Once Upon A Knight proves that two games in one doesn't necessarily mean more value. This game of a fairy tale prince imprisoned by an evil wizard has two full campaigns to play out -- one as a computer role-playing game and the second as a real-time strategy game. Unfortunately, neither live up to genre expectations, and what the developers managed to create was a RPG/RTS game that is wacky at times but always flawed.
The two campaigns are connected through a common story, but are separated by several years worth of in-game time. No matter what, the game opens with an animated intro that shows the good Prince John being sent off into a planar void by the evil sorceror Valtamand. However, the prince has his faithful allies in his army and in the magician Gallus.
The RPG takes place during the years that the prince is missing. Players choose from one of seven different character types (archer, knight, barbarian, spearman, priestess, sorceror, amazon mage) and are quickly told through on-screen dialogue that the magician Gallus has gone missing -- and Gallus is the kingdom's best hope for bringing back Prince John. The heroic character sets off to find Gallus.
In traditional RPG fashion, players guide their chosen heroes through various small quests as they work their way toward the end battle with Syff, Queen of the Depraved. The mechanics of the RPG campaign can easily be compared to several action RPGs like Dungeon Siege and the Diablo series. Controlling the hero is as simple as left-clicking on where you want him (or her) to go or what you want the hero to attack. However, the character has a mind of his own and doesn't necessarily obey commands right away or at all. A more severe problem is in the maps. Just because it looks like the hero can walk through a flat area doesn't really mean he can. It's all too common to click on a place you'd like the hero to walk to and find him taking the longest way around possible.
Although it gets quite frustrating, players will quickly learn that a fair bit of each mapped area is not accessible. Put simply, this is just bad planning on the developer's part.
There are eight chapters to the RPG campaign, each with various goals that must be met, but players can take advantage of pre-story chapters to earn some character levels for their heroes and thus be more prepared for the full story. Unfortunately, the pre-story chapters aren't very detailed and the goals are at times not easily identified, but the option to kill a few wolves and other bad nasties for some much-needed experience points is enough of to make them of use to players before beginning the long haul.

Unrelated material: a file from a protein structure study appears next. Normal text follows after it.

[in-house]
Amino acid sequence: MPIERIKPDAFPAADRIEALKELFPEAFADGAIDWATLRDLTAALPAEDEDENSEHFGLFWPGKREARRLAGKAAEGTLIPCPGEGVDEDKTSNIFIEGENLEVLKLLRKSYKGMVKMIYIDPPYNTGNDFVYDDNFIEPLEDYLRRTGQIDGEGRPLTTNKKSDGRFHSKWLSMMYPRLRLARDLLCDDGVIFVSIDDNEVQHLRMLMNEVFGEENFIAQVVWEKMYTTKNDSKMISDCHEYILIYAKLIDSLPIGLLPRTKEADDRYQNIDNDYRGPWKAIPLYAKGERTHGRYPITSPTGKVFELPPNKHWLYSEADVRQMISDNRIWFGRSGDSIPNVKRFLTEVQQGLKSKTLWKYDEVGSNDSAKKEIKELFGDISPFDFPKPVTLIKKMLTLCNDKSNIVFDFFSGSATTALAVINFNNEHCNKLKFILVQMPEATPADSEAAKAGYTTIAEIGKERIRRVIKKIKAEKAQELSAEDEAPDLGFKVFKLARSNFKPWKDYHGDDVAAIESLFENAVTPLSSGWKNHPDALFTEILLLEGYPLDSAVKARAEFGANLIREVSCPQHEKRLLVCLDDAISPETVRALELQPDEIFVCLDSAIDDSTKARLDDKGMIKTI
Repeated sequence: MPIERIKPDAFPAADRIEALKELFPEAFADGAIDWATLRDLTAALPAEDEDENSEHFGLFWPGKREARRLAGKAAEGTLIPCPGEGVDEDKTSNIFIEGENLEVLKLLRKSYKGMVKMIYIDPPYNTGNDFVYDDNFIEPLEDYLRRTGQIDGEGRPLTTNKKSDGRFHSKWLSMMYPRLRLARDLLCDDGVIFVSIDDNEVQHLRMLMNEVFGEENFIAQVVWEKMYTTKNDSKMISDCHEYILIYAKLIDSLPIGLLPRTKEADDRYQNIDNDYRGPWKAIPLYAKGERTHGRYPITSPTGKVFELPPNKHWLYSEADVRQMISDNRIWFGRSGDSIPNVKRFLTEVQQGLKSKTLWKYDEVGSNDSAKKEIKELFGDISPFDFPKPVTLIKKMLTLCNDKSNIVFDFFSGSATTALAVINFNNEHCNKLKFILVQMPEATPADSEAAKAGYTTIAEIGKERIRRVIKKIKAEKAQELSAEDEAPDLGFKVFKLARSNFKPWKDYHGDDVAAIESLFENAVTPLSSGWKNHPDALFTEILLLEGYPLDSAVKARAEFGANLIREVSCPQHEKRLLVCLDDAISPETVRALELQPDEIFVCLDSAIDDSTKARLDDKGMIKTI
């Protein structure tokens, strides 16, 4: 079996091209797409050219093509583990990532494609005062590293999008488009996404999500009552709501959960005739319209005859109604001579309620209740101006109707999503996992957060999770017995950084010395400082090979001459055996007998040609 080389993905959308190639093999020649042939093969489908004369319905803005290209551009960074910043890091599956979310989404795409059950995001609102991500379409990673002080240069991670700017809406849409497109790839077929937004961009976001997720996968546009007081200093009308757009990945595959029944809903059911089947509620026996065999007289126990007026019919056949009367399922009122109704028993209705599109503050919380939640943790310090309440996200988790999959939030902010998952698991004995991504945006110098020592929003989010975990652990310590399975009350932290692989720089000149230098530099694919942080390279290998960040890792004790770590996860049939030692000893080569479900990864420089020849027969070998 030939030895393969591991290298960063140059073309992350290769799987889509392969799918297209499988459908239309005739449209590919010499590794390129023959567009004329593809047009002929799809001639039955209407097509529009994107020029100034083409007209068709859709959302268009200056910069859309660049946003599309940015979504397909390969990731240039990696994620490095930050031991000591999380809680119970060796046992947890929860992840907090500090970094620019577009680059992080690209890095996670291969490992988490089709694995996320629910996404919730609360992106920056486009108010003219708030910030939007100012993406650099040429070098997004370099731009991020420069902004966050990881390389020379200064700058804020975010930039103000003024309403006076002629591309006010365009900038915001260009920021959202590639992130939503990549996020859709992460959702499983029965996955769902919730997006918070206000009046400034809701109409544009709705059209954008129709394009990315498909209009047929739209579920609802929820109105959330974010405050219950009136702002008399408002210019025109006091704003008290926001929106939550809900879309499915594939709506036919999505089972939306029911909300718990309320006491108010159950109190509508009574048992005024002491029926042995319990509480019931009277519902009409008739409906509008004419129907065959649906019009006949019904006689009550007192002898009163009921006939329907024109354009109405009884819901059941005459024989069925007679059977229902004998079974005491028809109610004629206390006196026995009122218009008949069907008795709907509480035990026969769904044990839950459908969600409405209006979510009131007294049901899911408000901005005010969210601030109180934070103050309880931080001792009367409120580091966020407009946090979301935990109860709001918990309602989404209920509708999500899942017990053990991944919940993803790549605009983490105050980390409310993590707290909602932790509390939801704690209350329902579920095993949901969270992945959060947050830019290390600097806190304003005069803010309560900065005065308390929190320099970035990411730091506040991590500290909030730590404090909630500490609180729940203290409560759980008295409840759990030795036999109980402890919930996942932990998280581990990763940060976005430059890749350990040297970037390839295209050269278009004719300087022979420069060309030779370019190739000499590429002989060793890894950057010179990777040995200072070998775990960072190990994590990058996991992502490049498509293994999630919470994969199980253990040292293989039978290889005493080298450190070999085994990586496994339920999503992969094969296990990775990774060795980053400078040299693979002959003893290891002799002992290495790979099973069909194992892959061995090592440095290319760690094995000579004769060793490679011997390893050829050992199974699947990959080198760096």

Like with most RPGs, as characters gain levels, their abilities improve. In this case, each level gained will give the player a few points with which to spend on abilities, allowing players to customize the characters to a certain extent.
Aside from the shoddy mapping system and sketchy gameplay mechanics (again, I repeat that characters have minds of their own), Once Upon A Knight's RPG campaign also suffers from repetitive one-liners. This is a common complaint about computer and video games in general, but there's still only so many times I can hear the knight quip "Is there a fight in it?" before wanting to gouge my ears out with a spoon.
As RPGs go, gamers would be better off picking up one of the several Dungeons & Dragons-branded adventures out there. Does that leave some hope for the RTS fan? Sadly, not really. If the RPG side is flawed, the RTS side is downright mediocre.
The RTS campaign begins with the safe return of Prince John, who must set out to revitalize his troops and bring them together in an orderly fashion to destroy Valtamand's forces. However, labeling this part of the game as a "real-time strategy" is akin to labeling Survivor "reality." You can do it, but it's just not an accurate description.
The RTS campaign at first feels more like an RPG than the RPG campaign does. Gallus has saved Prince John from the void and sent him on his way to rally what few troops of his remain. To get to his troops, though, the prince must quest for his original armour, shield and sword. It's not until after the armour quest that the prince is able to take his first band of allies out to help settle the score with the evil wizard.
Some strategy is involved in combat, but like in the RPG, the units have minds of their own and pretty well do as they please when it suits them. Rallying the troops becomes a frustrating task, and trying to get the archers (who die very quickly) to stay behind the grunts (who don't die quickly) was a very difficult task. Far too many of my archers died in some of the most basic fights.
Just like in RTS titles like the Age of Empires series, building is part of the game. At certain times, the prince and his forces will need to complete tasks like rebuild and expand a village and defend it. Few hints are given as to what the exact goals of each stage are, so at times it feels like groping in the dark to figure out how to complete a task.
Using cows in the strategy is perhaps the only noteworthy addition to the RTS genre. Players must build stables for the cows, send the bovines out to pasture and then bring them back in to milk them for much-needed resources. While interesting and somewhat amusing at times, it really doesn't save this game from the depths of mediocrity.
As real-time strategy games go, Once Upon A Knight is a letdown. For true RTS fun in a fantasy flare, it's best to look toward Age of Mythology.
In general, Once Upon A Knight is merely okay. Graphically, it's certainly passable. The sound effects get repetitive but are well done (the game just could've used more of them), but the musical score is actually good. Overall, though, there are better games in both the RPG and RTS genres than Once Upon A Knight.